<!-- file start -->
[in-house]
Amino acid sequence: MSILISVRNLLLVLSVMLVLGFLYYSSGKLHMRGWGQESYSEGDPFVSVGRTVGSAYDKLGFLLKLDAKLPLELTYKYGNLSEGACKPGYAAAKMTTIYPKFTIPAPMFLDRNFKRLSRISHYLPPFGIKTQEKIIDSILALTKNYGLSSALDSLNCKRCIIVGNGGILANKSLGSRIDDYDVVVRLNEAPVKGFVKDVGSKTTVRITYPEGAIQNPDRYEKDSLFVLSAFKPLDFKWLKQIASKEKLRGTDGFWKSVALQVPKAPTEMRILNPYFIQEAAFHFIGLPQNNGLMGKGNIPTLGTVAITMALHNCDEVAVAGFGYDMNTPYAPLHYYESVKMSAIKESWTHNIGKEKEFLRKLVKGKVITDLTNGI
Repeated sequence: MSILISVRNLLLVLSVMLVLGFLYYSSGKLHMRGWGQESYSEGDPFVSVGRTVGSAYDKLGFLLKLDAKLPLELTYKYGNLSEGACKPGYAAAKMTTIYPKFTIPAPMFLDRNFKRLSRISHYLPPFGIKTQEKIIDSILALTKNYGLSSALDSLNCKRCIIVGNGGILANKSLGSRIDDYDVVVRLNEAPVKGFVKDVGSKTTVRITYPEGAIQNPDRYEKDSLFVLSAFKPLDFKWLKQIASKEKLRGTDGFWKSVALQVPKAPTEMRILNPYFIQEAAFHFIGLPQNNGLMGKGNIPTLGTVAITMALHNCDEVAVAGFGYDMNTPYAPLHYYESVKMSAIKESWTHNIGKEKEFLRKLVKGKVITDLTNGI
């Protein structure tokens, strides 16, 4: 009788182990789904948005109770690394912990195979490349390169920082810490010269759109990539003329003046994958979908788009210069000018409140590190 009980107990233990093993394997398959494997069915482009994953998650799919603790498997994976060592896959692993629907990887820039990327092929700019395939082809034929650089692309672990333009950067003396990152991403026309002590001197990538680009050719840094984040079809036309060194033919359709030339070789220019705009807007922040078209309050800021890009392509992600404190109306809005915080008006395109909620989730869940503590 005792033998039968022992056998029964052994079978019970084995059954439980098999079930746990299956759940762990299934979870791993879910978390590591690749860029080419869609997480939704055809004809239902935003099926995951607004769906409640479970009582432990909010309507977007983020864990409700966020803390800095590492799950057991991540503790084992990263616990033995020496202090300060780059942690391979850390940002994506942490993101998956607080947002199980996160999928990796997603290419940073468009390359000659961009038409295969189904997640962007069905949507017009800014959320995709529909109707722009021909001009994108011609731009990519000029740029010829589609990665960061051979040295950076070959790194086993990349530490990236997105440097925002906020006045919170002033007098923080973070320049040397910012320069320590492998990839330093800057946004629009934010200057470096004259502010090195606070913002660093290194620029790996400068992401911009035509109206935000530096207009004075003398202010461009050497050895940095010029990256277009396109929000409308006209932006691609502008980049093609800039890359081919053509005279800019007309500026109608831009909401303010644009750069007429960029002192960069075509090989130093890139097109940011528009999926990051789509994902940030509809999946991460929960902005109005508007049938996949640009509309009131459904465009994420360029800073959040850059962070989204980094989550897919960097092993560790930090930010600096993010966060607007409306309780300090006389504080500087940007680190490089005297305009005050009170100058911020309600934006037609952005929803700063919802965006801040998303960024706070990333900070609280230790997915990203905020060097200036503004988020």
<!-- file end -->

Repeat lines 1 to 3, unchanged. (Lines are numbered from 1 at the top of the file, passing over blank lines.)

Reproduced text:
[in-house]
Amino acid sequence: MSILISVRNLLLVLSVMLVLGFLYYSSGKLHMRGWGQESYSEGDPFVSVGRTVGSAYDKLGFLLKLDAKLPLELTYKYGNLSEGACKPGYAAAKMTTIYPKFTIPAPMFLDRNFKRLSRISHYLPPFGIKTQEKIIDSILALTKNYGLSSALDSLNCKRCIIVGNGGILANKSLGSRIDDYDVVVRLNEAPVKGFVKDVGSKTTVRITYPEGAIQNPDRYEKDSLFVLSAFKPLDFKWLKQIASKEKLRGTDGFWKSVALQVPKAPTEMRILNPYFIQEAAFHFIGLPQNNGLMGKGNIPTLGTVAITMALHNCDEVAVAGFGYDMNTPYAPLHYYESVKMSAIKESWTHNIGKEKEFLRKLVKGKVITDLTNGI
Repeated sequence: MSILISVRNLLLVLSVMLVLGFLYYSSGKLHMRGWGQESYSEGDPFVSVGRTVGSAYDKLGFLLKLDAKLPLELTYKYGNLSEGACKPGYAAAKMTTIYPKFTIPAPMFLDRNFKRLSRISHYLPPFGIKTQEKIIDSILALTKNYGLSSALDSLNCKRCIIVGNGGILANKSLGSRIDDYDVVVRLNEAPVKGFVKDVGSKTTVRITYPEGAIQNPDRYEKDSLFVLSAFKPLDFKWLKQIASKEKLRGTDGFWKSVALQVPKAPTEMRILNPYFIQEAAFHFIGLPQNNGLMGKGNIPTLGTVAITMALHNCDEVAVAGFGYDMNTPYAPLHYYESVKMSAIKESWTHNIGKEKEFLRKLVKGKVITDLTNGI